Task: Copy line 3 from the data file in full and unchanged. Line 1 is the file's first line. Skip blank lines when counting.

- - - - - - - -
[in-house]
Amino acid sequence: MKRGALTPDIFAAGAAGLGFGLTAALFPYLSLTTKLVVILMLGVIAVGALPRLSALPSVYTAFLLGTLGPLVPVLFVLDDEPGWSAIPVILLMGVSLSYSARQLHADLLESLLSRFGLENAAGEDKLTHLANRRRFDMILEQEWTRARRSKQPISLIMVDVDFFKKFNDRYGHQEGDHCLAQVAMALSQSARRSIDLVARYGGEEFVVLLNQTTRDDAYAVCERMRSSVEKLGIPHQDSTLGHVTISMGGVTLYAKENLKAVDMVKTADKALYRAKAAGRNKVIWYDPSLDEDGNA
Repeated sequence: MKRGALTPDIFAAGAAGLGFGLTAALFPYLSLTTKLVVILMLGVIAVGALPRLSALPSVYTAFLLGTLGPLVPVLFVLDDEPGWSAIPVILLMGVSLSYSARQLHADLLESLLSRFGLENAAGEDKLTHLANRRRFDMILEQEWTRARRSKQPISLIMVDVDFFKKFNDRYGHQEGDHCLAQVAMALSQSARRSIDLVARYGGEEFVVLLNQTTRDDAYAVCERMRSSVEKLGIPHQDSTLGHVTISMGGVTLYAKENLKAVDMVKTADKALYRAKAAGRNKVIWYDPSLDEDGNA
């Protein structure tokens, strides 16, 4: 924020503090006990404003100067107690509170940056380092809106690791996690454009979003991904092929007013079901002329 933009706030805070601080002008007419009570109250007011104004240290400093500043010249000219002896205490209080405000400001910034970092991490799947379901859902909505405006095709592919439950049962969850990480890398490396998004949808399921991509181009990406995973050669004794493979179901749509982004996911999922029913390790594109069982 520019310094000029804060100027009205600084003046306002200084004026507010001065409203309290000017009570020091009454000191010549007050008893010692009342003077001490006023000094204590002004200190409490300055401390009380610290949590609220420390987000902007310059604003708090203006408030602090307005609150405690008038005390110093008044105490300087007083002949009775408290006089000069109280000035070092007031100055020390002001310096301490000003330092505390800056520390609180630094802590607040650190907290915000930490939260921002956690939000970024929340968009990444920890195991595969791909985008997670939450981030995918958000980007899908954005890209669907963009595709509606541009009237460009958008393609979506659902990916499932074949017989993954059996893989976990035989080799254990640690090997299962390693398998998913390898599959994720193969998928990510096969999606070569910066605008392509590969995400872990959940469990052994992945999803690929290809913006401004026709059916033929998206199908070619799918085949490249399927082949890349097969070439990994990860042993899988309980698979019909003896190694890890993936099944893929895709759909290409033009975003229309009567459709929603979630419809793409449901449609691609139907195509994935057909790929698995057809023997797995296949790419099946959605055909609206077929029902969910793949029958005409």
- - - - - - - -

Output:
Repeated sequence: MKRGALTPDIFAAGAAGLGFGLTAALFPYLSLTTKLVVILMLGVIAVGALPRLSALPSVYTAFLLGTLGPLVPVLFVLDDEPGWSAIPVILLMGVSLSYSARQLHADLLESLLSRFGLENAAGEDKLTHLANRRRFDMILEQEWTRARRSKQPISLIMVDVDFFKKFNDRYGHQEGDHCLAQVAMALSQSARRSIDLVARYGGEEFVVLLNQTTRDDAYAVCERMRSSVEKLGIPHQDSTLGHVTISMGGVTLYAKENLKAVDMVKTADKALYRAKAAGRNKVIWYDPSLDEDGNA